“Richard Wilbur died last month. He was, Dana Gioia said, the finest poet of his generation and the greatest American Christian poet since Eliot.
Here’s an example of why I liked him so much. It’s part of a toast he gave at his eldest son’s wedding. (I recited it at the marriage of our youngest.)
“St. John tells how at Cana’s wedding feast/ The water pots poured wine in such amount/ That by his sober count/ There were a hundred gallons at the least./ It made no earthly sense unless to show/ How whatsoever love elects to bless/ Brims to a sweet excess/ That can without depletion overflow.”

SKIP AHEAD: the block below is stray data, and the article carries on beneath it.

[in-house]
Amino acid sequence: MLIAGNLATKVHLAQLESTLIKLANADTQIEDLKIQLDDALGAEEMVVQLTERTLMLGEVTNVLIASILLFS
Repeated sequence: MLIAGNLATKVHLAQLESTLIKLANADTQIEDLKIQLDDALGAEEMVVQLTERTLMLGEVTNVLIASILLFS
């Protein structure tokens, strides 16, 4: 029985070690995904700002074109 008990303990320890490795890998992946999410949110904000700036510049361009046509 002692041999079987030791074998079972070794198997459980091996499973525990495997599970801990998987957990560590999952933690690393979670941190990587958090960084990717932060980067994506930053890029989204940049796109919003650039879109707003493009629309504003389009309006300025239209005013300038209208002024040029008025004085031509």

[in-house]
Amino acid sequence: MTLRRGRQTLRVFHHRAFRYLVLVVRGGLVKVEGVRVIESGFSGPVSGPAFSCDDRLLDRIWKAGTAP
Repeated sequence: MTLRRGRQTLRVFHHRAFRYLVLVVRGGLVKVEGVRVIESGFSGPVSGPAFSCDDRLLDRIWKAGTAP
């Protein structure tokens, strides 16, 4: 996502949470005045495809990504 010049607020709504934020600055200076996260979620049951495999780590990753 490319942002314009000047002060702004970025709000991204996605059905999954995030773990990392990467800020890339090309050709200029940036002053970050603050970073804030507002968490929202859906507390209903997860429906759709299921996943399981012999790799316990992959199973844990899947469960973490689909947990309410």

…Wilbur’s wedding toast showed two things I liked. Beauty is one. The other is a conviction that, if we look closely enough, we will see that the world is fundamentally good, even blessed.
The miracle at Cana made no earthly sense, but there it was. The wine overflowed, as the five barley loaves multiplied later in John’s Gospel.
The physics of it is puzzling. But try this instead. We know it works like that with love. The more we give away, the more we have.”
John Garvey is President of Catholic University of America.
Read more at The Boston Pilot: https://www.thebostonpilot.com/opinion/article.asp?id=180810